Fresh strikes have been announced in the Felixstowe port dispute after workers overwhelmingly rejected management’s attempt to impose a pay deal.
Last week the management at the Felixstowe Dock and Railway Company unilaterally ended pay talks after refusing to improve its pay offer and instead announced that it was imposing a pay deal of seven per cent on the workforce. The imposed pay deal is in reality a sizeable pay cut with the current real inflation rate (RPI) standing at 12.3 per cent.
The Felixstowe Dock and Railway Company is ultimately owned by the multi-national port operator CK Hutchison, which is registered in the Cayman Islands.
In response Unite, the UK’s leading union, which represents 1,900 blue collar workers at the port, surveyed its members. They voted to reject the imposed pay offer by 82 per cent on a 78 per cent turnout.
As a result fresh strike action for eight days has been called from 07:00 Tuesday 27 September and ending on 06:59 on Wednesday 5 October. The previous eight days of strike action last month brought the port, which is responsible for 48 per cent of the UK’s container goods, to a standstill.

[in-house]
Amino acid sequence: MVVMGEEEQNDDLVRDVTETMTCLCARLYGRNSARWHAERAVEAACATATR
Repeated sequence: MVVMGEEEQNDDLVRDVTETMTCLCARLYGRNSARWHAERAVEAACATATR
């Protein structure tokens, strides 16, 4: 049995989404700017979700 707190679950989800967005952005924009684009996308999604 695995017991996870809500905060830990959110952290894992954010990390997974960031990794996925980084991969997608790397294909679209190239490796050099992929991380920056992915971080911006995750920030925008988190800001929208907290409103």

Unite general secretary Sharon Graham said, “Felixstowe and CK Hutchison are both eye-wateringly wealthy but rather than offer a fair pay offer, they have instead attempted to impose a real terms pay cut on their workers.
“Since the beginning of this dispute Unite has given its total support to its members at Felixstowe and that will continue until this dispute is resolved.”
The company is fully able to pay its workers a fair pay increase as its accounts for 2021 reveal that it made record profits of £79 million. The latest accounts of CK Hutchison, reveal that it had a turnover of £30 billion.
Unite national officer for docks Bobby Morton added, “The latest strike action is entirely of Felixstowe’s own making. Rather than seeking to negotiate a deal to resolve the dispute, the company instead tried to impose a pay deal.
“Further strike action will inevitably lead to delays and disruption to the UK’s supply chain but this is entirely of the company’s own making.”